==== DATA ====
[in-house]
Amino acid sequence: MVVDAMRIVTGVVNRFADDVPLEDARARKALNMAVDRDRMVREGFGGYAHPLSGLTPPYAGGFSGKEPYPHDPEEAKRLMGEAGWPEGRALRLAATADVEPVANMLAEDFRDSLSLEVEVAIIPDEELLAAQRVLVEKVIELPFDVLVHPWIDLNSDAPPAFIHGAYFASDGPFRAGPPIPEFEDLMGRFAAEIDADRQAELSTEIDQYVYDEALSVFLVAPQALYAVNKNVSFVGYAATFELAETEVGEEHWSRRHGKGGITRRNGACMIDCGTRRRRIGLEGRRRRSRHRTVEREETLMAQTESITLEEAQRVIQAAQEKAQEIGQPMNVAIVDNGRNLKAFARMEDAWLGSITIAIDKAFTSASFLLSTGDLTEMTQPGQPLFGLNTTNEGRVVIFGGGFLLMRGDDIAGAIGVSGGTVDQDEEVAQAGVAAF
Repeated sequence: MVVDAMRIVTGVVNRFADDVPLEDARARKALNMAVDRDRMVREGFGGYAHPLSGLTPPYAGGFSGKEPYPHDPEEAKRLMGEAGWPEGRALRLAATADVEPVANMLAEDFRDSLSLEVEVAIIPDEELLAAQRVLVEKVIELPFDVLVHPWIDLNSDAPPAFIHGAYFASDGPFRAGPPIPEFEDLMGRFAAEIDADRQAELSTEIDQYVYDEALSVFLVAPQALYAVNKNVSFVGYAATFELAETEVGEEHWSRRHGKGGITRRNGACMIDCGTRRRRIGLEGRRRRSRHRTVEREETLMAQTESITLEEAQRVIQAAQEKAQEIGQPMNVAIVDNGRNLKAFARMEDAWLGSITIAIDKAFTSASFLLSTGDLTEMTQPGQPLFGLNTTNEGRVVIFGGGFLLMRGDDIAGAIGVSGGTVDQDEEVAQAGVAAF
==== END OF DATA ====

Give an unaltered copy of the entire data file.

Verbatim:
[in-house]
Amino acid sequence: MVVDAMRIVTGVVNRFADDVPLEDARARKALNMAVDRDRMVREGFGGYAHPLSGLTPPYAGGFSGKEPYPHDPEEAKRLMGEAGWPEGRALRLAATADVEPVANMLAEDFRDSLSLEVEVAIIPDEELLAAQRVLVEKVIELPFDVLVHPWIDLNSDAPPAFIHGAYFASDGPFRAGPPIPEFEDLMGRFAAEIDADRQAELSTEIDQYVYDEALSVFLVAPQALYAVNKNVSFVGYAATFELAETEVGEEHWSRRHGKGGITRRNGACMIDCGTRRRRIGLEGRRRRSRHRTVEREETLMAQTESITLEEAQRVIQAAQEKAQEIGQPMNVAIVDNGRNLKAFARMEDAWLGSITIAIDKAFTSASFLLSTGDLTEMTQPGQPLFGLNTTNEGRVVIFGGGFLLMRGDDIAGAIGVSGGTVDQDEEVAQAGVAAF
Repeated sequence: MVVDAMRIVTGVVNRFADDVPLEDARARKALNMAVDRDRMVREGFGGYAHPLSGLTPPYAGGFSGKEPYPHDPEEAKRLMGEAGWPEGRALRLAATADVEPVANMLAEDFRDSLSLEVEVAIIPDEELLAAQRVLVEKVIELPFDVLVHPWIDLNSDAPPAFIHGAYFASDGPFRAGPPIPEFEDLMGRFAAEIDADRQAELSTEIDQYVYDEALSVFLVAPQALYAVNKNVSFVGYAATFELAETEVGEEHWSRRHGKGGITRRNGACMIDCGTRRRRIGLEGRRRRSRHRTVEREETLMAQTESITLEEAQRVIQAAQEKAQEIGQPMNVAIVDNGRNLKAFARMEDAWLGSITIAIDKAFTSASFLLSTGDLTEMTQPGQPLFGLNTTNEGRVVIFGGGFLLMRGDDIAGAIGVSGGTVDQDEEVAQAGVAAF